Dark Horses: Ethan Grab, Isaac Shelanski

Women’s Sabre

1. Adrienne Jarocki (Harvard)

2. Leanne Singleton-Comfort (Airforce)

T3. Sage Palmedo (Princeton)

T3. Mathilda Taharo (SJU)

Jarocki enters her senior year looking for a third title. Her consistency in the round robin format and another dominant performance at Ivy League championships makes her a strong favorite to win. Harvard Head Coach Peter Brand is also #bae. Leanne “Single Touch I Ain’t Giving You No Comfort When I Come Off the Line At You” Singleton-Comfort, a 2016 semi-finalist carried over her success into 2017, with a strong season both on the NCAA and international circuits. Palmedo is a consistent monster and should have no problem reaching the semi-finals. The fourth spot is a hard one to determine. Notre Dame’s Francesca Russo is a consistent performer in five touch bouts, and both St. John’s sabrists could get there too. PSU’s Kakhiani might be there as well.

Dark Horses: Sara Papp, Tara Hassett

Women’s Foil

1. Lee Kiefer (Notre Dame)

2. Eleanor Harvey (OSU)

T3. Margaret Lu (Columbia)

T3. Sabrina Massialas (Notre Dame)

Easily the toughest Women’s field, we’re looking at a group that includes World #1 ranked and Olympian Lee Kiefer (she’s got three NCAA individual titles to her name too), 2016 NCAA Champion and Olympian Eleanor Harvey, another beast Massialas in Sabrina, and of course, Columbia’s Michael Aufrichtig continues keeps his women’s foil recruiting pipeline absurdly deep with Iman Blow and Margaret Lu. Watching Kiefer win a 4th title would be a historical feat. The last time it was done? 1996 with Penn State’s Olga Kalinovskaya. I think she’ll do it.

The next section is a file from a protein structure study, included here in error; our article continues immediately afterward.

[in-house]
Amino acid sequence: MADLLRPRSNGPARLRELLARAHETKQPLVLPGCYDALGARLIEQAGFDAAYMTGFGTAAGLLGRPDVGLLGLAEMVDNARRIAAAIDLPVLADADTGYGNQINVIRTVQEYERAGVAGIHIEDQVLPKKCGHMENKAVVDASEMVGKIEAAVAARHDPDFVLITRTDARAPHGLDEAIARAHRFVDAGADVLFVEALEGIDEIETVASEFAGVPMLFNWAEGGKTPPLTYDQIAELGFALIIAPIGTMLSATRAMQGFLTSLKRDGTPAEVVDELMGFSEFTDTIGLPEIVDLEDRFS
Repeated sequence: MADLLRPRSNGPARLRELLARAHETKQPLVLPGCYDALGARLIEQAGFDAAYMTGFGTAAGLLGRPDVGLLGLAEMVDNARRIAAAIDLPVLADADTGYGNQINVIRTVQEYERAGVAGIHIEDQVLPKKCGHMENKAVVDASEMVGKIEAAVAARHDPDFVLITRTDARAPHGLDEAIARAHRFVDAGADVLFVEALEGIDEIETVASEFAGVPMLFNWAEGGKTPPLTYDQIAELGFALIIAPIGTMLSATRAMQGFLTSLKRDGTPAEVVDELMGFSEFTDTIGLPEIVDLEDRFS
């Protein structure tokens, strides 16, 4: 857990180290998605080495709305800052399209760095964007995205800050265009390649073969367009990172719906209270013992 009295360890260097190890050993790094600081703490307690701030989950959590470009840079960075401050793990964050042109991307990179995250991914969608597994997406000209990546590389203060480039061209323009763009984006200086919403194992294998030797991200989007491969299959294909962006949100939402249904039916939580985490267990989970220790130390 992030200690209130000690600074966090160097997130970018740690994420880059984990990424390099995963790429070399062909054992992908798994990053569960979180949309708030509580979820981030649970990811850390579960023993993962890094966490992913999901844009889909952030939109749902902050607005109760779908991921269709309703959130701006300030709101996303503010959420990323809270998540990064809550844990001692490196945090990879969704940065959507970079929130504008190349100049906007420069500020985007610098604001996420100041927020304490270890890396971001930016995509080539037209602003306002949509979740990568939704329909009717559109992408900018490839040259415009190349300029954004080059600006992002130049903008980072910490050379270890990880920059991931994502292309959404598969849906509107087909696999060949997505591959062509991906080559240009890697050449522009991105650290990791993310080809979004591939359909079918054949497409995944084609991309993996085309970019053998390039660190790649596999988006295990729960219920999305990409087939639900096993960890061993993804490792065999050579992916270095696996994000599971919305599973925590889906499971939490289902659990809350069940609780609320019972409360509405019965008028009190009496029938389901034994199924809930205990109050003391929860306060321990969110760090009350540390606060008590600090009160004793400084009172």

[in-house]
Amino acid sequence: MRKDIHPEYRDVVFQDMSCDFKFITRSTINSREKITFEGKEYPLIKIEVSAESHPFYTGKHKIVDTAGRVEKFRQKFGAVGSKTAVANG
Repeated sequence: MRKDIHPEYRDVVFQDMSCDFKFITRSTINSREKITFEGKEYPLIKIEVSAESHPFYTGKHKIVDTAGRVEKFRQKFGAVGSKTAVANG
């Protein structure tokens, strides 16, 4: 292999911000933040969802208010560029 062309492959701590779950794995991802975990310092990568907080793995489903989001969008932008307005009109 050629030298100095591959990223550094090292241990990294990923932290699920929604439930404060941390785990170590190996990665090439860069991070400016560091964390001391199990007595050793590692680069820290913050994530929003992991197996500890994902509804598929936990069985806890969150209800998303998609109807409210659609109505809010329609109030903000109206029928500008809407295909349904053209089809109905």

Dark Horses: Nicole Vaiani, Danielle Ferdon


Women’s Epee

1. Kat Holmes (Princeton)

2. Amanda Sirico (Notre Dame)

T3. Anna Van Brumen (Princeton)

T3. Jessie Radanovich (PSU)

Princeton’s Women’s Epee squad is NCAA Fencing’s equivalent of playing with Bo Jackson in Tecmobowl. It’s a God-Mode cheat in a video game, led by Olympian Kat Holmes and Anna Van Brummen. That’s just their A and B strips. Their C strip (not selected to go to championships this year) was none other than 2016 NCAA Silver Medalist Charlene Liu. That’s as good as a squad gets on paper. Holmes is yet to capture an elusive NCAA title, but with the level of competition she’s been engaged with and the momentum she has coming out of Ivy’s (an absurd 18-0), this is Kat’s year. In the mix is senior Jessie Radanovich, last year’s NCAA champion, who is one of the most consistent five touch bout performers I’ve seen at the collegiate level. I think she’ll be in the semi-finals once again. Alright, here comes my bias, because, like, I actually have a DC Fencers Club tattoo (not kidding): Redshirt freshman Amanda Sirico is probably going to take some heads off. She’s got the perfect fencing style to contend in this format. Fast, fluid, never lacking in energy, and has tunnel vision focus in the tournaments that matter, able to move on from a loss as fast as she does a victory.

Dark Horses: Renee Bichette, Victoria Wines

Team Champions:

  1. Columbia
  2. Ohio State
  3. Notre Dame